Right-wing extremism is on the rise with attacks in London likely this year, the Met intelligence service shows

Right-wing extremism is on the rise with an attack in London probably this year, the Met intelligence service shows

  • Right now more likely to launch an attack in London than Islamist terrorists
  • Met and MI5 data suggest an increase caused by anger over Afghan refugee flows
  • The Havering area of ​​east London was marked as a hotbed of right-wing extremism










Right-wing extremism is on the rise with an attack in London likely within the next 12 months, according to the latest intelligence on threats against the capital.

Officials who have seen the security assessment said right-wing extremist militants are now believed to be more likely to carry out an attack in London than Islamist terrorists.

Analysis by Metropolitan Police and MI5 suggests the rise has been triggered by anger over an influx of 15,000 Afghan refugees flying to Britain in August.

Other factors were the Black Lives Matter protests and Covid restrictions.

According to sources, the East London area of ​​Havering has been marked as a hotbed of right-wing extremism.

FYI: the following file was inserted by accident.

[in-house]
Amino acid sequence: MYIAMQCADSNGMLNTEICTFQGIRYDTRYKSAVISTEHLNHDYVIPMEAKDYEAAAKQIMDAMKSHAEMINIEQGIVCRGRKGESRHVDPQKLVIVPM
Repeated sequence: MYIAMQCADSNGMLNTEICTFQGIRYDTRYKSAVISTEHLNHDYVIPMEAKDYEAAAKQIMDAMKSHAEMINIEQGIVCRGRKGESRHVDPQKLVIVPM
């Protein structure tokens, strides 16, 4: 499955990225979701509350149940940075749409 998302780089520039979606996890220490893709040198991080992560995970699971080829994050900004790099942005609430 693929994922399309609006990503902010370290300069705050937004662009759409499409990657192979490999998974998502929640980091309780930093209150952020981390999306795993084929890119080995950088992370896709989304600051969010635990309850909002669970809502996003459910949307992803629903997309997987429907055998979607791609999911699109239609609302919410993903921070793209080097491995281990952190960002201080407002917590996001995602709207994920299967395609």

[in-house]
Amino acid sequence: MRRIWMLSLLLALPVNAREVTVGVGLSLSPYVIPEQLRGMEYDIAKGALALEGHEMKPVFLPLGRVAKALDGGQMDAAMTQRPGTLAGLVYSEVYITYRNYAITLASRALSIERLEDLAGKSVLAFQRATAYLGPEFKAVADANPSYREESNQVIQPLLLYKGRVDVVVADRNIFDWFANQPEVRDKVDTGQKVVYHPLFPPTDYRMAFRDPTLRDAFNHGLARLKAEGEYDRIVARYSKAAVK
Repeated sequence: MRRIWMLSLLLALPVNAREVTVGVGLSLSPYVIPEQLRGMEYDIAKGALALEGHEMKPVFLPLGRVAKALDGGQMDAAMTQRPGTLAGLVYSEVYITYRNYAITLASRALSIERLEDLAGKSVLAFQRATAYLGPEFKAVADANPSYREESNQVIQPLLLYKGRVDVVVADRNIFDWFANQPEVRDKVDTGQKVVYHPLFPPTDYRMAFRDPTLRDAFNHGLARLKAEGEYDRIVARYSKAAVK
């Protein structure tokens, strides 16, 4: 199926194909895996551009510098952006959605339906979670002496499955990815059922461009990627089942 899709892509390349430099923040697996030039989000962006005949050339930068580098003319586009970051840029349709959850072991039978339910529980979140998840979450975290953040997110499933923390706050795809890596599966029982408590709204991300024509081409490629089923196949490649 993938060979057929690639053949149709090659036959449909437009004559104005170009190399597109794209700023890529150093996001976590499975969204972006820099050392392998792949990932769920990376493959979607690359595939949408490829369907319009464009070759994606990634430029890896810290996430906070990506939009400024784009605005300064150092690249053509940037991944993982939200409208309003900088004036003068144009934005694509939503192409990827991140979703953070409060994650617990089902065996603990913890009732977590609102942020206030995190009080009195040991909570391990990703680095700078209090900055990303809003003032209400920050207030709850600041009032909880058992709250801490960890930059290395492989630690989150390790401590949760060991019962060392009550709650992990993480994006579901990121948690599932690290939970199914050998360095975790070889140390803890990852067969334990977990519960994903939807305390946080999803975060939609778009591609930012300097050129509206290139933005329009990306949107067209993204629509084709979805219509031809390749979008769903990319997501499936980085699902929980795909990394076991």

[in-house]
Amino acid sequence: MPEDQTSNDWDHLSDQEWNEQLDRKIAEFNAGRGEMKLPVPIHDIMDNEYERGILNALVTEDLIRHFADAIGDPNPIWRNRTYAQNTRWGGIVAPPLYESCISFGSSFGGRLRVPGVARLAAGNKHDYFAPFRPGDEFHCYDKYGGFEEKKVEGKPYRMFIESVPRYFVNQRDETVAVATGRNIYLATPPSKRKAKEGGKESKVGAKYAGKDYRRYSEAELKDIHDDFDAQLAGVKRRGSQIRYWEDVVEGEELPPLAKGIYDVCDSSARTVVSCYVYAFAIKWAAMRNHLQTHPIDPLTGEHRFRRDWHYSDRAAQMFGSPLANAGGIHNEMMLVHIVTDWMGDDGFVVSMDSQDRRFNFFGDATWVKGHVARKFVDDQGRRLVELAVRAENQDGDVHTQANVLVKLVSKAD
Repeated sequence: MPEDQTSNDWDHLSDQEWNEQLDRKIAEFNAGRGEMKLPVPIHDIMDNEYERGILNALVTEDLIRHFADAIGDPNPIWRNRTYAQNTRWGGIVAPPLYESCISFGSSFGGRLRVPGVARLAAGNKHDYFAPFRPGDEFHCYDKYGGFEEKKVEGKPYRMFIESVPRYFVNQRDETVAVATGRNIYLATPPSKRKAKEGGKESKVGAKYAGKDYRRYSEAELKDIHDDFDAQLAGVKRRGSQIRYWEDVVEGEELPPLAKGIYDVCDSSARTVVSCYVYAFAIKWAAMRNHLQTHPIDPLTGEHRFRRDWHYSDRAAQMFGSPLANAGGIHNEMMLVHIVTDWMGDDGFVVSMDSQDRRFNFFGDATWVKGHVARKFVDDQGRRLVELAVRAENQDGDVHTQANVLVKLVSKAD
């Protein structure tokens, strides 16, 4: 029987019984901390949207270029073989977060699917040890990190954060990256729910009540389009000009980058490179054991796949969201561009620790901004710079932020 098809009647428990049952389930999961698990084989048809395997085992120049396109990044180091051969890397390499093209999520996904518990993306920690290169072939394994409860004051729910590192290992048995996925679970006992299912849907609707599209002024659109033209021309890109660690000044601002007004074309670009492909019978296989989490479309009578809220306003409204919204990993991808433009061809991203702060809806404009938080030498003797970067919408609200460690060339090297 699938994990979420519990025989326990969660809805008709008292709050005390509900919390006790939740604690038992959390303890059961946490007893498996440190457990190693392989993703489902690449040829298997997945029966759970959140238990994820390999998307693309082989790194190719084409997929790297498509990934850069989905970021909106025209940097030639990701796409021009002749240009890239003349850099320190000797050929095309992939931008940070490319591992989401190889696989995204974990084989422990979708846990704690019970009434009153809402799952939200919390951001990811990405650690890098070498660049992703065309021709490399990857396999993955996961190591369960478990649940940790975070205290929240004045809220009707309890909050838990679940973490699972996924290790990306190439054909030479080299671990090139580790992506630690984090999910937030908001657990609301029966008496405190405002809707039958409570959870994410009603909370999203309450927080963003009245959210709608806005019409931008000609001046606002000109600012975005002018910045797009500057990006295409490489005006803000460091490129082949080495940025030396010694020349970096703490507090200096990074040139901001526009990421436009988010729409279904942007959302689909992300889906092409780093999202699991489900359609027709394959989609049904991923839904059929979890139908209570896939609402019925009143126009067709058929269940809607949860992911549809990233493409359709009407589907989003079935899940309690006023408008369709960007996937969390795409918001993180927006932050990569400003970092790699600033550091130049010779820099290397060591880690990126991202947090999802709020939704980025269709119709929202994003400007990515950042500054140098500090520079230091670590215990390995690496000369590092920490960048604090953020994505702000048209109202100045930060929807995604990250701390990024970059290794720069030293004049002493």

Groups including the Patriotic Alternative, Identity England and a resurgent National Front are active.

Last August, Patriotic Alternative placed a giant banner outside Havering’s town hall with the slogan: ‘White Lives Matter’.

Analysis by Metropolitan Police and MI5 suggests the rise has been triggered by anger over an influx of 15,000 Afghan refugees flying to Britain in August.  (file photo of Met officers in London)

Analysis by Metropolitan Police and MI5 suggests the rise has been triggered by anger over an influx of 15,000 Afghan refugees flying to Britain in August. (file photo of Met officers in London)

A source said another factor behind the rise in far-right activism was the presence of Eastern European groups among minority communities in the capital, adding: ‘For example, there are plenty of Poles who follow Polish right-wing extremist groups in London, which is very more organized than British. ‘

Last year, the leader of MI5, Ken McCallum, warned of the rise of racist extremism across the UK, revealing that ten of the 29 plans thwarted by his agency in the previous four years involved right-wing groups.

Islamic extremists, however, remain a serious threat and are likely believed to launch random attacks using a “knife weapon or a blunt instrument like a hammer” and to hit “non-symbolic targets”, such as suburban streets.

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